Essential Planning For College-Bound Students
By Joe Messinger, CFP®
October 23, 2020
Today we welcome a guest post from our friend, Logan K. Philipps, Esq. Logan is a partner at Resch, Root, Philipps & Graham law firm in Dublin, Ohio. He and his wife, Molly, have three beautiful boys. Before going to law school, he taught fifth grade language arts and sixth grade history. He uses his teaching background to inform parents, grandparents and loved ones of the strategies available to protect family members and legacies. His mission is to help his clients design plans for the future of their children and loved ones. A future crafted with a vision of safe independence, meaning, and happiness. A future that is a bright tomorrow. For more information visit www.rrpg-law.com
The day your child celebrates his or her 18th birthday, many areas that were once under your control are now their responsibility. Your child is legally considered an adult and due to privacy laws, you no longer have access to their medical records and/or financial accounts. You may experience feelings of anxiety or fear at this realization, but you don’t have to if you plan accordingly.
Your child should execute important legal documents shortly after his/her 18th birthday. Once executed, these documents allow you as parent(s) decision-making abilities and access to information that you otherwise wouldn’t have.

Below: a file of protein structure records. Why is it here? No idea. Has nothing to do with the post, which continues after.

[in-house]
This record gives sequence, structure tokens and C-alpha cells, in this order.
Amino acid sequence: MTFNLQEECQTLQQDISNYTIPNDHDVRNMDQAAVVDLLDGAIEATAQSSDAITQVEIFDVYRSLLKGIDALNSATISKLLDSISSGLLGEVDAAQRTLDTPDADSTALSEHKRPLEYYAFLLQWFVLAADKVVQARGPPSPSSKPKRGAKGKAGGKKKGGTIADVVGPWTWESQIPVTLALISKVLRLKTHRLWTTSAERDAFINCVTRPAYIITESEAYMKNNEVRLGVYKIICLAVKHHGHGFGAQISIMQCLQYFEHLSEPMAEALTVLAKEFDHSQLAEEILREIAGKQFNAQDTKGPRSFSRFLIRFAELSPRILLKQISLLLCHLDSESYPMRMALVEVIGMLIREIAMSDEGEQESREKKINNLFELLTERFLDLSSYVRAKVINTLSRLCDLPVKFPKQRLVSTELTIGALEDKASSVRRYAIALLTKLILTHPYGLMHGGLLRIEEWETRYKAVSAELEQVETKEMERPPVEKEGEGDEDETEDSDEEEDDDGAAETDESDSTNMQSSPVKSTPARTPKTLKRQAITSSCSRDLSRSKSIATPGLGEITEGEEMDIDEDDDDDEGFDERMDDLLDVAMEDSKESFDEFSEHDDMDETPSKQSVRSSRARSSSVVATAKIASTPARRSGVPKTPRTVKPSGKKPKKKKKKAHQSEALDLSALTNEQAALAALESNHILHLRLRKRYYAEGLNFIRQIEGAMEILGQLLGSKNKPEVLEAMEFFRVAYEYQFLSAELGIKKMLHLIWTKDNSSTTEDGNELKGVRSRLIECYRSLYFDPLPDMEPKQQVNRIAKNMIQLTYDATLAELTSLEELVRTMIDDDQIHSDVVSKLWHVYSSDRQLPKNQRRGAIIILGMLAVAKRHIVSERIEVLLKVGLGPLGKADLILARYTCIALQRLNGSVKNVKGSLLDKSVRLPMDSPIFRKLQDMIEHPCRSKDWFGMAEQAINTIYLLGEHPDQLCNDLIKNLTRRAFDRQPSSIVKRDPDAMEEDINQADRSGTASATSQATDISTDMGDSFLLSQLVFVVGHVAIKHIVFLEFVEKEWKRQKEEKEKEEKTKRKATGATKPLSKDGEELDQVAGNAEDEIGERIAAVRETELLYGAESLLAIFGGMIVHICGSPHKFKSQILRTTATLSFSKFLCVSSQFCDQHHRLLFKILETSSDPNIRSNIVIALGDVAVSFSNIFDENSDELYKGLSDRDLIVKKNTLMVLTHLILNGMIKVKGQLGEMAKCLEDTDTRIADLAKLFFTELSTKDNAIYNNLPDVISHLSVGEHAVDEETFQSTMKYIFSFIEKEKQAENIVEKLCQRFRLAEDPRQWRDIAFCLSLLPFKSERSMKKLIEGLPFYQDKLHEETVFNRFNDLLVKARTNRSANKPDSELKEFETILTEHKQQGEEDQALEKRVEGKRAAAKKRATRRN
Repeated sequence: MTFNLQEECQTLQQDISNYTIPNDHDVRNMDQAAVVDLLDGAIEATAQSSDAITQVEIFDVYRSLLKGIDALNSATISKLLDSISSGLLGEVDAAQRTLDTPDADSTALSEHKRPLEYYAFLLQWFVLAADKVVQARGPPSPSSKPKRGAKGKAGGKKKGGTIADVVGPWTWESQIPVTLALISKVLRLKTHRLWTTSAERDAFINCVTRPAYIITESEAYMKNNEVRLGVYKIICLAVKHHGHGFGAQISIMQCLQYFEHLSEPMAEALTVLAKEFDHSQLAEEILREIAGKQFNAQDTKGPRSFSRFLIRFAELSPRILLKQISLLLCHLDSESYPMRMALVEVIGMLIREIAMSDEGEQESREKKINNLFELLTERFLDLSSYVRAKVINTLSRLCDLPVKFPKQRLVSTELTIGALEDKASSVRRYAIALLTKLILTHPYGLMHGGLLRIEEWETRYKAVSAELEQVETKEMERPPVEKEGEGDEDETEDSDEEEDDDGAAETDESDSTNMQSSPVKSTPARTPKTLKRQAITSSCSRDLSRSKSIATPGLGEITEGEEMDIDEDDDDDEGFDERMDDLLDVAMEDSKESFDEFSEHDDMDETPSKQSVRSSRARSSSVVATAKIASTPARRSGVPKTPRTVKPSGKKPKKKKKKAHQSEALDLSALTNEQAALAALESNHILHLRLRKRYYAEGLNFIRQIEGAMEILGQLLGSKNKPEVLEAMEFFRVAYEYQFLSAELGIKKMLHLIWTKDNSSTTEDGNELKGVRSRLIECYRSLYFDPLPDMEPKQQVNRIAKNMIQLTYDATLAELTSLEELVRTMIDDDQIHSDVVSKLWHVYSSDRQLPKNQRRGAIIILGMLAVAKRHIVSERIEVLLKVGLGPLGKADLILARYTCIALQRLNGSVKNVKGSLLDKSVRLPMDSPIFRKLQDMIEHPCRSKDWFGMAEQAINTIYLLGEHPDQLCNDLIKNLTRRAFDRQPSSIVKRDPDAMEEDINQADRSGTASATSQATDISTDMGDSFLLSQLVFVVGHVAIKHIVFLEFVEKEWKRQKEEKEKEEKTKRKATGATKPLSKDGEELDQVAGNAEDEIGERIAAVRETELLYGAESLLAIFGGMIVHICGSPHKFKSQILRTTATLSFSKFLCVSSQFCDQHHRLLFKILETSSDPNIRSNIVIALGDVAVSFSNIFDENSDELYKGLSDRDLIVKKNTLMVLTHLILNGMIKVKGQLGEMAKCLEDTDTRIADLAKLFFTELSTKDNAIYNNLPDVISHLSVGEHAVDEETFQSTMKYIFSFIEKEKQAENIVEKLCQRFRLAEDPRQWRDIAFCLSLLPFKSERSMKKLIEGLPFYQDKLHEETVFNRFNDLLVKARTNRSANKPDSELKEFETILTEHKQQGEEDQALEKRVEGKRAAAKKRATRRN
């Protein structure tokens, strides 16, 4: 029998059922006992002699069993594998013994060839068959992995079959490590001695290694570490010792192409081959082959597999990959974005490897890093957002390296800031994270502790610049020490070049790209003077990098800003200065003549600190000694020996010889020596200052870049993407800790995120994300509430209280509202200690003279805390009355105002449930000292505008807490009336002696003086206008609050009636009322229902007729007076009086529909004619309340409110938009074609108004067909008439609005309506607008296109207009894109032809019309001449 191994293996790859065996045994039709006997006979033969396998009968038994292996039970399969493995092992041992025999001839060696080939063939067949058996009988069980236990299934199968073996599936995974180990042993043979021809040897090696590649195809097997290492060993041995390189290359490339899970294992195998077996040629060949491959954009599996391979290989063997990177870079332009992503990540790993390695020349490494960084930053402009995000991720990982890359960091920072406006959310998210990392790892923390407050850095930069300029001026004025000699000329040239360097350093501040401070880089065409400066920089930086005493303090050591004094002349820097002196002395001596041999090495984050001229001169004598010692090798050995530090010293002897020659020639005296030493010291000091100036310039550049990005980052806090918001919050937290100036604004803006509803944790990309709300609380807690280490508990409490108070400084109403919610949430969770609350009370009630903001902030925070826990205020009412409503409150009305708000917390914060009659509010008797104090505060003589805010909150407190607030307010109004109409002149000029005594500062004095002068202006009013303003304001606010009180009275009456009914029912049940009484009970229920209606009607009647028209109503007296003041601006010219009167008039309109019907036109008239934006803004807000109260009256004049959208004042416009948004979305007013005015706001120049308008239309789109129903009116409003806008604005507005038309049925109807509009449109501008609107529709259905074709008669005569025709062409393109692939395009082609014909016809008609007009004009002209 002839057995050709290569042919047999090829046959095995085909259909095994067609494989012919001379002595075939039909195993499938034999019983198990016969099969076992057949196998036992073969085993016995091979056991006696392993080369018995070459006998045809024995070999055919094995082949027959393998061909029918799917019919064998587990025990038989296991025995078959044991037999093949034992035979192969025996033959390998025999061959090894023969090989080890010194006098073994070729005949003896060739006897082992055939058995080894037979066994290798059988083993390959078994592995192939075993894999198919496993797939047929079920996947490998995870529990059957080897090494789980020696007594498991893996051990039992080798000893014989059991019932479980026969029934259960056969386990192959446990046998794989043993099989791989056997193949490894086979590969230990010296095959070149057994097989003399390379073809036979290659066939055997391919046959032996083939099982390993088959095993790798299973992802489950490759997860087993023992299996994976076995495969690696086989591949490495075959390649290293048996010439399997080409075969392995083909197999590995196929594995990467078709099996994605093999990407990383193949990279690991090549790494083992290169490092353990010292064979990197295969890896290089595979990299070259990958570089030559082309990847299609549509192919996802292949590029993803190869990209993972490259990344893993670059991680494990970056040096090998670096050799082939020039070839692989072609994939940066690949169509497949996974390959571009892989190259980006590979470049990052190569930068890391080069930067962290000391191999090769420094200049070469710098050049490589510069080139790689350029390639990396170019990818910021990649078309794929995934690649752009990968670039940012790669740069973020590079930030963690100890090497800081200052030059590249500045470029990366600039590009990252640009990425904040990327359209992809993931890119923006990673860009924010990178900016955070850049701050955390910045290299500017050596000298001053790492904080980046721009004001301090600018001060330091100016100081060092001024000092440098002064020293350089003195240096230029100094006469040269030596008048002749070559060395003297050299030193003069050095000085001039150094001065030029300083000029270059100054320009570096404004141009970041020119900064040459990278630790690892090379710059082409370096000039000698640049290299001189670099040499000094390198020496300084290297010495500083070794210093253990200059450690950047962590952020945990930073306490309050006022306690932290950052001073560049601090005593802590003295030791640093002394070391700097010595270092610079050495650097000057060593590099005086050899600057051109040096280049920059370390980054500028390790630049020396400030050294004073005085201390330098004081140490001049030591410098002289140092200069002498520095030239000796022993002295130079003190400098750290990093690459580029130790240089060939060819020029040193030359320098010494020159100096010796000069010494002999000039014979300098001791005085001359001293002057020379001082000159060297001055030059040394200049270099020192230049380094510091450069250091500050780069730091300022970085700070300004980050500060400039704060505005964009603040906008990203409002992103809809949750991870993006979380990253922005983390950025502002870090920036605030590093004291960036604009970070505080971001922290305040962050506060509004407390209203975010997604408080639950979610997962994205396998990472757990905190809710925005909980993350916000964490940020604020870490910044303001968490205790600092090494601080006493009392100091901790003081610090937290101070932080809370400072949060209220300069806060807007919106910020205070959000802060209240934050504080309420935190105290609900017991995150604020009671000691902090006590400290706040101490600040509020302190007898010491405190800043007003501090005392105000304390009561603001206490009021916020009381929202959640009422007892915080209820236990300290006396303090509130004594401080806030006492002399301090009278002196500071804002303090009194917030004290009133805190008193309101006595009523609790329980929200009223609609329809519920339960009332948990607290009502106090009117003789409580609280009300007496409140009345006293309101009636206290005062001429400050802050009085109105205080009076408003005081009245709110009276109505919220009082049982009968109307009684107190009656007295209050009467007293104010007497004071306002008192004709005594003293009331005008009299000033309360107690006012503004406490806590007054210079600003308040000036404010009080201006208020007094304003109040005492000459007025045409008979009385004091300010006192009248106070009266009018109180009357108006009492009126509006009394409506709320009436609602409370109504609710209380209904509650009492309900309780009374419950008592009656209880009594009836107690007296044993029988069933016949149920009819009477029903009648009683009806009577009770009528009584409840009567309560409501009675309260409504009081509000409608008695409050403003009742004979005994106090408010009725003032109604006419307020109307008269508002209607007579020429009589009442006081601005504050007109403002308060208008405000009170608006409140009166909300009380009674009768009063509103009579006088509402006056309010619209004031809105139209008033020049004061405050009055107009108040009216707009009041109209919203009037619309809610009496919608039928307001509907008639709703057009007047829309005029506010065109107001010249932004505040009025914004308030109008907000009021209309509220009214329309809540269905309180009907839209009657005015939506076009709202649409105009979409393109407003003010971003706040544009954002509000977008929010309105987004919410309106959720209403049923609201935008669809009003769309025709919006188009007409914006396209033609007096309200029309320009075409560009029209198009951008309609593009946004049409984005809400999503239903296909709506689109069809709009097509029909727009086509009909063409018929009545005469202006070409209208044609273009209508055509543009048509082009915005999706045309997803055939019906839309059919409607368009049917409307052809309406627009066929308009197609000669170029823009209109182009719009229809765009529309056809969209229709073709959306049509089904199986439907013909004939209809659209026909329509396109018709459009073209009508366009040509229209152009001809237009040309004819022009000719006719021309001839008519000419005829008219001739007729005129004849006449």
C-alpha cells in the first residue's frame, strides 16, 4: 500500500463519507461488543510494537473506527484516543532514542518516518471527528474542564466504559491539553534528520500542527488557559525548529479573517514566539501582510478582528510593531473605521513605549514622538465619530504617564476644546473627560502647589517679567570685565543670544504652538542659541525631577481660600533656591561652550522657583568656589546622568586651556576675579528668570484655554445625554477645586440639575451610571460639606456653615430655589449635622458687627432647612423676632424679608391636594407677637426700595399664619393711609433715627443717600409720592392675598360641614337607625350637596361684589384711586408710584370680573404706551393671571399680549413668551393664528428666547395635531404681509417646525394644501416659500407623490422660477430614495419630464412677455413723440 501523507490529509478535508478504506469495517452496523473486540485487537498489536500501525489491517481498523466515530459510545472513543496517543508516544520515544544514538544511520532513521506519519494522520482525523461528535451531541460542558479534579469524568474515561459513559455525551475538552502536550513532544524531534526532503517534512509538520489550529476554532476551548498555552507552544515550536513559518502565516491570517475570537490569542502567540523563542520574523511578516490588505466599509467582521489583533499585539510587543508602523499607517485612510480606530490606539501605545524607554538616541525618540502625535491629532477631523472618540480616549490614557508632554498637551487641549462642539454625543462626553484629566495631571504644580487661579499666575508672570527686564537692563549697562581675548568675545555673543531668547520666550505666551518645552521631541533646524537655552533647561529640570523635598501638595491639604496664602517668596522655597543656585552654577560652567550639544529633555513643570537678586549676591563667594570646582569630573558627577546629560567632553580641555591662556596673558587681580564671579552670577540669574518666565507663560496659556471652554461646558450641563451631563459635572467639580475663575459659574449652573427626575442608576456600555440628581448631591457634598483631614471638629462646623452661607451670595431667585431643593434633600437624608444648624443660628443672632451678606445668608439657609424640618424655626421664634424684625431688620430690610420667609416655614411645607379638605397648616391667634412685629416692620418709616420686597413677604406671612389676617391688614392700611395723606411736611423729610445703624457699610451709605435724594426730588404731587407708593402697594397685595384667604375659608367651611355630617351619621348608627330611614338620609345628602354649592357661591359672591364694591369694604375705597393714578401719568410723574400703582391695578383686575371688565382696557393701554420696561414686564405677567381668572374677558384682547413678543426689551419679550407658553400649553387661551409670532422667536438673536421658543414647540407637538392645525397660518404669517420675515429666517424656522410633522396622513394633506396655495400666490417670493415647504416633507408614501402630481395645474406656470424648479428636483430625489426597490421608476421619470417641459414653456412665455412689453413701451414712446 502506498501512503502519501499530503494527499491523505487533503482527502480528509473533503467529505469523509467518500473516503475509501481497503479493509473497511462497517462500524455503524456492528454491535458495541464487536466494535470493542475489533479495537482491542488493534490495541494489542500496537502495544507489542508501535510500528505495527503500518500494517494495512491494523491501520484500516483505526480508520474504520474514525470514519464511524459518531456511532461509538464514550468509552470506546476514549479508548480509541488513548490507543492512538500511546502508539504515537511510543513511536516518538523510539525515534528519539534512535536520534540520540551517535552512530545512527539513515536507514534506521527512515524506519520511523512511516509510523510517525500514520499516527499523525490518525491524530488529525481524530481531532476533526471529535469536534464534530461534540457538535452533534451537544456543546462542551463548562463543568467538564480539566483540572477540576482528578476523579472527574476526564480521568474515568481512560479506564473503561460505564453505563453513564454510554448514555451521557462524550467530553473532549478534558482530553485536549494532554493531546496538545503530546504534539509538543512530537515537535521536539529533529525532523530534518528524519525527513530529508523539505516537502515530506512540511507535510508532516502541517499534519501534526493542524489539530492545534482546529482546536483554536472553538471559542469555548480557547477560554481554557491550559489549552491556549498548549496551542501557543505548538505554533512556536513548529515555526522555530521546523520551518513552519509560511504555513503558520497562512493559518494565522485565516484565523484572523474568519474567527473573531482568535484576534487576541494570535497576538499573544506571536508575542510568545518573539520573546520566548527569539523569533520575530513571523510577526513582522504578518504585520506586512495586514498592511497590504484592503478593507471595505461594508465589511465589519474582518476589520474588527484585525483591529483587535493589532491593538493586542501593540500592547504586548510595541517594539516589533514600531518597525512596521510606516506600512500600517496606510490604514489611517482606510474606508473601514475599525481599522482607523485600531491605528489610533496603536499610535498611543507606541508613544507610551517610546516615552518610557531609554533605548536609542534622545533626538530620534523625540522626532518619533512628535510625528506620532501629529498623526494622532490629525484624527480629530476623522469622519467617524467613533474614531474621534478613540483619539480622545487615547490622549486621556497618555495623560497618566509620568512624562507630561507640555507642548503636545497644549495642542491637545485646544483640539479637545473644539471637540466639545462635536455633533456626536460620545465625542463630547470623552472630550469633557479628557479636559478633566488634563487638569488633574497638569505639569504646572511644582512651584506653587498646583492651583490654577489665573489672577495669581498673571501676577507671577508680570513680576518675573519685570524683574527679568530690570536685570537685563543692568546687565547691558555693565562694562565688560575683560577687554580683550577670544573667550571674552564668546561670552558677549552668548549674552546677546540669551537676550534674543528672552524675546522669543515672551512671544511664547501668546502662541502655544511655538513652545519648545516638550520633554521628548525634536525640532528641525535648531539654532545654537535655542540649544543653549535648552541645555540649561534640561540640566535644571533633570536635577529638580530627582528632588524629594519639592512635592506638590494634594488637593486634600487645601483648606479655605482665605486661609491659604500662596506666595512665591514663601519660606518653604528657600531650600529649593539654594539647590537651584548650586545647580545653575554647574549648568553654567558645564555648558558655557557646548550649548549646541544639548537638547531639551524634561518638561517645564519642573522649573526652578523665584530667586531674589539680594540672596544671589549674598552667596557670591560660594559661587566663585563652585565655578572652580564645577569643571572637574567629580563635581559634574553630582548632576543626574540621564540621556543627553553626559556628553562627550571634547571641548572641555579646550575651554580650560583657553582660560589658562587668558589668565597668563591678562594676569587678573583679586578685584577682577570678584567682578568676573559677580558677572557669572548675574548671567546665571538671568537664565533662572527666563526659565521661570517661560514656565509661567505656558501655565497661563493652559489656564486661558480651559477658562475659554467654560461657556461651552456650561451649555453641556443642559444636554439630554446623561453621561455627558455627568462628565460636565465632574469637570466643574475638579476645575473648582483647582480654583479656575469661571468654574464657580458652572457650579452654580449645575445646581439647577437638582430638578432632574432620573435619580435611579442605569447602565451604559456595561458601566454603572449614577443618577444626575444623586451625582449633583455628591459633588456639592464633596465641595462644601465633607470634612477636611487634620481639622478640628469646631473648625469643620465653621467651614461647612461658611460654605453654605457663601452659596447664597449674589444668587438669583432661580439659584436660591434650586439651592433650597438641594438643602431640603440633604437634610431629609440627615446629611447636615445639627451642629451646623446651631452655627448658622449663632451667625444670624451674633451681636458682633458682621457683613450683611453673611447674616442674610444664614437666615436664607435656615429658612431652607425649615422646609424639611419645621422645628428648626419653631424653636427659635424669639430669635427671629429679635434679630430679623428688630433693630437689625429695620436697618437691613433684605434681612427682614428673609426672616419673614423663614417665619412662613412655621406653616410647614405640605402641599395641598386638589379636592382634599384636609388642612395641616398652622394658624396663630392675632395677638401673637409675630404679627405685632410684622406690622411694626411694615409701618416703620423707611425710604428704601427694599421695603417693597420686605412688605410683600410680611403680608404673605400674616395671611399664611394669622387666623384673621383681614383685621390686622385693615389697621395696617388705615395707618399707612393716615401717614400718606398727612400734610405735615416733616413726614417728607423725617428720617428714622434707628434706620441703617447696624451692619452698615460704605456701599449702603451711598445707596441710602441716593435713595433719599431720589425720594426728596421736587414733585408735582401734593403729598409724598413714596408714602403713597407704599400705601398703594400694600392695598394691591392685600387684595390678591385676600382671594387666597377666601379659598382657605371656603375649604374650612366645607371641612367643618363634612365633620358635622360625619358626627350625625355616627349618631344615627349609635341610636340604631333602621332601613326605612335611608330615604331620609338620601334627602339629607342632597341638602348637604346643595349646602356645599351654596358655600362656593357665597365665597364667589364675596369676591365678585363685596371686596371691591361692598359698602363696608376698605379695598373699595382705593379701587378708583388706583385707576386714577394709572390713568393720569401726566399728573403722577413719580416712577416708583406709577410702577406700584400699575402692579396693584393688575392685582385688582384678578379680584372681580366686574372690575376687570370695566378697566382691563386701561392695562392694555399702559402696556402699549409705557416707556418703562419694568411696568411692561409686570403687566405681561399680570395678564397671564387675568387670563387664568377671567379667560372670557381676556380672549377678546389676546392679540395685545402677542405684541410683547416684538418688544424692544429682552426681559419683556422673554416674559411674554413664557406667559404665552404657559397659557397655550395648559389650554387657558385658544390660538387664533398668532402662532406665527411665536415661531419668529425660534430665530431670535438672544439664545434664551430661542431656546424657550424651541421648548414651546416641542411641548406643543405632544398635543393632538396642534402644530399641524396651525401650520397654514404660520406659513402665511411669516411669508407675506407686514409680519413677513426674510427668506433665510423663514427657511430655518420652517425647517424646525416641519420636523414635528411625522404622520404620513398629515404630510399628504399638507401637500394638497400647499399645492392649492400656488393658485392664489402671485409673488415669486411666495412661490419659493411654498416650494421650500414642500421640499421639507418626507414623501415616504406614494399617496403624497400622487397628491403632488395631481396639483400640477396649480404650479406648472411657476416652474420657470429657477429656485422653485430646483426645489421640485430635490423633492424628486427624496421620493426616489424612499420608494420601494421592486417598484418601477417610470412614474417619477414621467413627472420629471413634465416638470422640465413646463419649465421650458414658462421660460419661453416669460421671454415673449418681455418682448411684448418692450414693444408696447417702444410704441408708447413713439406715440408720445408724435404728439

Health Care Power of Attorney
A Health Care Power of Attorney allows your child to legally appoint you to make healthcare decisions for them in the event they become incapacitated and cannot make decisions for themselves. This would allow you to make decisions about your child’s medical treatment, if your child is unconscious due to an illness or accident.
Durable General Power of Attorney
A Durable General Power of Attorney grants you the ability to access and manage their financial and legal matters. Your child is providing you permission to manage their finances so you can pay bills or manage bank accounts, cell phone accounts, etc. If he/she becomes incapacitated having this document in place gives you the immediate legal authority and will (in most cases) prevent you from petitioning Probate Court for Guardianship.
A HIPAA waiver (a medical records and information release form) will allow you to obtain critical medical records. Without a HIPAA Authorization, you may not even be able to learn about your child’s condition. While a parent is typically the court’s choice for guardian, the process is slow and in medical emergencies, time isn’t always on your side.
The Family Educational Rights and Privacy Act is a United States federal law that governs the access to educational information and records by public entities such as potential employers, publicly funded educational institutions, and foreign governments. Your child provides you permission to obtain educational information.
Meeting with an estate planning attorney is quick and easy and you’ll have peace of mind knowing that your son or daughter will be well taken care of in the event of an unforeseen accident or illness.
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